❱ Edouardo Jordan knows stereotypes are
tough to beat.
He opened Salare, a nose-to-tail Seattle neighborhood concept first, to prove he could flex his culinary talent like the best of them. Junebaby, his ode to Southern food, came second in 2017, so he wouldn’t be pigeonholed as someone who only exceled at African-American cooking.
Last year, he won two James Beard Foundation awards – Best Chef Northwest and Best New Restaurant, for Junebaby. Praise and awards from local and national media came before, during and after the historic win; Jordan is the first African American to nab the latter award.
Hard work, the wisdom of mentors, and learning from mistakes and achievements landed Jordan right where he wanted to be. But there’s no denying that Jordan, 39, and Junebaby have a compelling story to tell.
Q: You’re intentional about the story behind Junebaby – there’s an encyclopedia with facts on Africa and definitions of Southern food as well as a photo of black plantation workers on your website. Why?
A: Junebaby tells the journey of Southern cuisine, from Africa to the southern parts of America, about what was ugly and beautiful. People dying at the hands of slave owners, ugly. But things happened to make the most beautiful food – the folks cultivating the land, tilling the land, educating the slave owner, feeding the workers and their own families, too. Those were the faces behind the stove and behind the garden and the land.
I want people to know the history and have a greater appreciation of Southern food. Even now, maybe there’s still a bad connotation of Southern food – that it isn’t healthy, which isn’t true. We go to the backstory and take a moment to honor and appreciate what this food has contributed to the country.
Q: Few chefs of color have become as accomplished as you. What are the biggest obstacles?
A: We don’t have the resources to be in the industry and to access finer dining. A lot of us come from underprivileged areas, so to make a living in this industry – with the number of hours required – it’s a major sacrifice on you and your family to make it happen. Those who can make the sacrifices have to look at opportunities. How many are given and taken by people of color to run a kitchen?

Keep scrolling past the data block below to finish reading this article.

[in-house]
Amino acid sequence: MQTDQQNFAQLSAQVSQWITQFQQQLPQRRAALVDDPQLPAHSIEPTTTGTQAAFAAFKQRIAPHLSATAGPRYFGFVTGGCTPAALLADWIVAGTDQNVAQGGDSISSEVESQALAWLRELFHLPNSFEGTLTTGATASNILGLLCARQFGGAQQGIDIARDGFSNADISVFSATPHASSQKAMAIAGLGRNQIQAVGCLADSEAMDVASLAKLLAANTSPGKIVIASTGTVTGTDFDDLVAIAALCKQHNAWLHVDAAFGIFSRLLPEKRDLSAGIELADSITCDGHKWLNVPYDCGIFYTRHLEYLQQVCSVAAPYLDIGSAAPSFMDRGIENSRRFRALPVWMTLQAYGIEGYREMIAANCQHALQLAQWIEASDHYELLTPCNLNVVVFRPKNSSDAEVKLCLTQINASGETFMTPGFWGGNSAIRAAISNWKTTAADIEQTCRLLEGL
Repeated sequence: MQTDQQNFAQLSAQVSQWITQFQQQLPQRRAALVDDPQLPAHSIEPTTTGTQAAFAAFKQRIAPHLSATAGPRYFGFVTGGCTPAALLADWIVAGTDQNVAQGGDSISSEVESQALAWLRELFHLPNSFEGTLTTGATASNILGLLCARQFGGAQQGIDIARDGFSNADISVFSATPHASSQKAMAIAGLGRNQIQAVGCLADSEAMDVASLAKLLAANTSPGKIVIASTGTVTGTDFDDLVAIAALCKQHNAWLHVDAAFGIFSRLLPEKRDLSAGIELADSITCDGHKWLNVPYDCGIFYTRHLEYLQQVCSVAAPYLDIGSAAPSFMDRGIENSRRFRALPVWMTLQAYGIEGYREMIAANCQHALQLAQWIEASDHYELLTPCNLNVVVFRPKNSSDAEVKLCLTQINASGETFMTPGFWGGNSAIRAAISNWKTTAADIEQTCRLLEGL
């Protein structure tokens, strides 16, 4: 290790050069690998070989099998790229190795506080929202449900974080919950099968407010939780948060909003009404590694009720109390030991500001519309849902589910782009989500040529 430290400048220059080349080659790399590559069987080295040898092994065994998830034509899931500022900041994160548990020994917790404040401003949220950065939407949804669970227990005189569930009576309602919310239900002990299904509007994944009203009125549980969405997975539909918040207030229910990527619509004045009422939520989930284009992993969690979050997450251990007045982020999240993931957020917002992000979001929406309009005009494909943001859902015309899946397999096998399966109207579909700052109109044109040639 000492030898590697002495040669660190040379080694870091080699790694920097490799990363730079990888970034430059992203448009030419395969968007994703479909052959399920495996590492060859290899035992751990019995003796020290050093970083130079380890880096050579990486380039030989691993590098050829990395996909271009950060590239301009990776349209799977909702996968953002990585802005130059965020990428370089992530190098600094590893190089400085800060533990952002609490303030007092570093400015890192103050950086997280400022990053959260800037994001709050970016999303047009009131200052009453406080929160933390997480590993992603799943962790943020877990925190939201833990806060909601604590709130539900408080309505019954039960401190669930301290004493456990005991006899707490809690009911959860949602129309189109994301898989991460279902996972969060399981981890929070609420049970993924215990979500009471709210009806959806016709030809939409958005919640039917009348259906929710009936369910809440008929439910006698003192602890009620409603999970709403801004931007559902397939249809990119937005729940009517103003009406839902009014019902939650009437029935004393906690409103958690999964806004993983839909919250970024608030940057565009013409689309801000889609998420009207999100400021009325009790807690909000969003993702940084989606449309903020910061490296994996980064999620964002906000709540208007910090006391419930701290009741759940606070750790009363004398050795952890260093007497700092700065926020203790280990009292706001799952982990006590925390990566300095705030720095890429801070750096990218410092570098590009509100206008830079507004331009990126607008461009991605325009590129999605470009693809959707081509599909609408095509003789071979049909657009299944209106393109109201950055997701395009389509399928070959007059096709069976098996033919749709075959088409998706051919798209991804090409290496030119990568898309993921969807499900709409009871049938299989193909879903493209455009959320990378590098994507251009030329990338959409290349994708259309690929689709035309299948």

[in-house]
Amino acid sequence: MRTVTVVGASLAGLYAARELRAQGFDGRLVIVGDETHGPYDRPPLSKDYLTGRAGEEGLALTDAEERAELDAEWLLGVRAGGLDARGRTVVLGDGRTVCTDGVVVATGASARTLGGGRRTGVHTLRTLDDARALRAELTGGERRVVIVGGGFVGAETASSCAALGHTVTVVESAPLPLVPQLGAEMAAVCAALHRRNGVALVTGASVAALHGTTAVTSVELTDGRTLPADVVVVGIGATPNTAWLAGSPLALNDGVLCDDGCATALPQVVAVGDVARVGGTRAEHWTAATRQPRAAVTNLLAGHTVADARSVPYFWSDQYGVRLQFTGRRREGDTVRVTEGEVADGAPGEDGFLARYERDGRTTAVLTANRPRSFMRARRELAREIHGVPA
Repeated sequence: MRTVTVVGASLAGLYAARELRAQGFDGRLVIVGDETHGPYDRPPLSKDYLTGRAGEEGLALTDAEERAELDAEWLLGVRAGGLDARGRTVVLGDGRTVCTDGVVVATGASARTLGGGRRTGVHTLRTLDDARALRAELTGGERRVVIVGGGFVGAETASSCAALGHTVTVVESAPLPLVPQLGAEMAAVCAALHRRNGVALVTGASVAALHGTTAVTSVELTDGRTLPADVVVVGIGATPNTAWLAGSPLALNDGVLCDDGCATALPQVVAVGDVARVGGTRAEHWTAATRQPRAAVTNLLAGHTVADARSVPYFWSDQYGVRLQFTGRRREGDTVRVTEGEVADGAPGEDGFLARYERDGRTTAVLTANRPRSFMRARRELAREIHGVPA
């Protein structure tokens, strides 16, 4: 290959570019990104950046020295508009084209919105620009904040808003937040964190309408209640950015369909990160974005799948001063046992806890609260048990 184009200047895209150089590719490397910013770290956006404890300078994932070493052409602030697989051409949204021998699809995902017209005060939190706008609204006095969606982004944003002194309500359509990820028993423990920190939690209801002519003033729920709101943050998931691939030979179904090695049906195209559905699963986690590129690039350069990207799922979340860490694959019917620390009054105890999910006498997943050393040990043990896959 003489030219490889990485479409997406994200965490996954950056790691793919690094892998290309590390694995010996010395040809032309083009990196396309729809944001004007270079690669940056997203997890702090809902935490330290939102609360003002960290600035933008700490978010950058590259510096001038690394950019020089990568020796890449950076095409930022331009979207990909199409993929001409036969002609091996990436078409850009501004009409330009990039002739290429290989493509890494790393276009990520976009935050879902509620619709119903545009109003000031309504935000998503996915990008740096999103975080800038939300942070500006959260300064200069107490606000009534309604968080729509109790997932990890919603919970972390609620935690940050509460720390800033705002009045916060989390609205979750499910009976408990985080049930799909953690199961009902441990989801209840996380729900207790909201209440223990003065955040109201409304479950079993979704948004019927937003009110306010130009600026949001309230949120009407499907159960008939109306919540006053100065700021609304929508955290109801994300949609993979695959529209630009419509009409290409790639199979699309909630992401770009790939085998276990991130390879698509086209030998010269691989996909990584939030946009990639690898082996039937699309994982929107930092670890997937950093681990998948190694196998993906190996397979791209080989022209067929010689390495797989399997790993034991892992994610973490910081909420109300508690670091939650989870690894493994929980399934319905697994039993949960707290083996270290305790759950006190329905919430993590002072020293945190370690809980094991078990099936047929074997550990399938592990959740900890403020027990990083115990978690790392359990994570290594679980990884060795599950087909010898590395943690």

Q: What can be done?
A: Chefs and owners have to open their eyes and understand that everyone comes from different backgrounds, resources and circumstances. It’s not cut-and-dried. If you don’t meet this preconceived mold, you may need an extra boost or a different platform. How do you surround that person with other folks and feel comfortable in the position? How do you allow a leader to shine and provide opportunities? It’s building a support system, being a great mentor, recognizing small everyday accomplishments – all of those things come into play, which we often take for granted.
Q: Double James Beard award and a long list of other culinary wins are life-altering. How have you handled the demands of your time and expectations – your staff and the lines of customers?
A: We do it (food and service) even better and knock it out of the park. We’ve sustained our business. We have a better eye for making sure everything is on point. There’s a lot of inspirational talk and correctional talk (with staff). I can’t be on the floor at every moment, (but) you have strong leaders and reports (on progress). As a leader, you embrace those who show the most talent. When someone meets their challenge – trying to go to the highest peak – what’s next? If there’s more in your organization, you should give them more opportunities, but it can also mean climbing the same peak more than a few times. You try to invest in them and allow them to grow with you.
Q: From personal experience?
A: I remember when I was a young cook, Corey Lee (formerly of the French Laundry) complimented me. That’s with me forever.
More About Jordan
❱ Grew up in St. Petersburg, Florida, and graduated from the University of Florida with degrees in business and sports management
❱ Launched an online restaurant guide
❱ Graduate of Le Cordon Bleu
❱ Studied meat curing in Italy
❱ Junebaby was his father’s childhood name
❱ With Lucinda Grain Bar up and running next to Junebaby, he plans to expand into housemade products, such as pickles, and retail. A non-food venture is also possible.